Will new recycling scheme cause a stink in Sidmouth?

Recycling boxes. Ref mhc 07-16SH 5145. Picture: Simon Horn

Recycling boxes. Ref mhc 07-16SH 5145. Picture: Simon Horn - Credit: Archant

Plans to introduce an expanded recycling scheme in Sidmouth - which will see landfill-bound rubbish collected every three weeks - have prompted concern from some Herald readers.

The East Devon District Council (EDDC) inititative will see cardboard, mixed plastics and Tetra Pak items collected from the kerbside each week. However, this will mean that grey bins will be taken on a less-frequent basis.

Initially trialled by Exmouth and New Feniton residents, EDDC says those who took part would only recycle around 40 per cent of their rubbish. But by trialling the new system, almost 60 per cent of waste was recycled.

This freed up space in grey, wheeled waste bins - so they only needed to be collected every three weeks, says EDDC.

The scheme, being undertaken by SUEZ Recycling and Recovery UK, will be rolled out in the Exmouth area in February before it is introduced to the rest of the district in the summer. All residents will be given a 75-litre reusable sack for their extra recycling to use alongside their green recycling box and blue food caddy.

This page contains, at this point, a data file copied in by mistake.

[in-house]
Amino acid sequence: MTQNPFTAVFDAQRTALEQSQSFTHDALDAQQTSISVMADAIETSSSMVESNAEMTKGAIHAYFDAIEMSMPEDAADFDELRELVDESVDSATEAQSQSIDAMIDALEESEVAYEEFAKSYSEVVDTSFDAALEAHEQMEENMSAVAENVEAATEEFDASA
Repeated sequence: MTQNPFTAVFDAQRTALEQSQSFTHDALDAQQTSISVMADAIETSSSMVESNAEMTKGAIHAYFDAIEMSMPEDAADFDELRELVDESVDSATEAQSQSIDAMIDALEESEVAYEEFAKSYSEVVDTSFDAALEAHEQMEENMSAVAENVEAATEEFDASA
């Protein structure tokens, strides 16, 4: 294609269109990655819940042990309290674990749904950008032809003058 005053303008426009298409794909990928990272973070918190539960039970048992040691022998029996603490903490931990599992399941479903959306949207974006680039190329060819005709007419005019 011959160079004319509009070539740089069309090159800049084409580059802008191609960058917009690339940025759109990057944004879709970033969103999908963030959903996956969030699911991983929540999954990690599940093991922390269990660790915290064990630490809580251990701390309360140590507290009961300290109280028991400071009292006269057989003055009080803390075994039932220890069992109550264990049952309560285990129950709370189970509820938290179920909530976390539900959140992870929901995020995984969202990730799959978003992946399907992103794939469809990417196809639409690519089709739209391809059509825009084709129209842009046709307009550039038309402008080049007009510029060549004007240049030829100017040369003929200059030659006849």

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The subject matter proved a hot topic with visitors to the Herald’s Facebook page this week.

A major concern voiced by residents was the smell landfill rubbish - such as soiled nappies and cat litter - would cause being left out for so long.

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Among those to comment was Charly Rhodes, who said: “The bins absolutely stink in the summertime - I wash mine out every two weeks and it doesn’t make a blind bit of difference. I think this is a crazy idea to be honest.”

Geraldine Edgecumbe posted: “No, not very good at all, it’s bad enough fortnightly - it absolutely smells to high heaven. Seagulls and pigeons will be all over the rubbish.”

Peter Sullivan said those with nappies could opt to use cheaper and more environmentally-friendly products. He suggested that a penalty system could be introduced for those who would not recycle.

Ross Barden said more recycling meant less waste, which was good. He added he would be a bit more careful with what he bought in future, to reduce his non-recyclable waste. Ross added: “With composting, reusing and recycling, I doubt there will be much going in the bin.”

Councillor Iain Chubb, EDDC memeber responsible for the environment, said: “Our aim has always been to deliver a more sustainable recycling and waste collection service that benefits the environment, helps our residents do the right thing by recycling more and is economically viable. We believe that this new service provides the solution.

“The trials have also helped us understand the practicalities of how we can meet residents’ needs and ensure the service is economically viable.”

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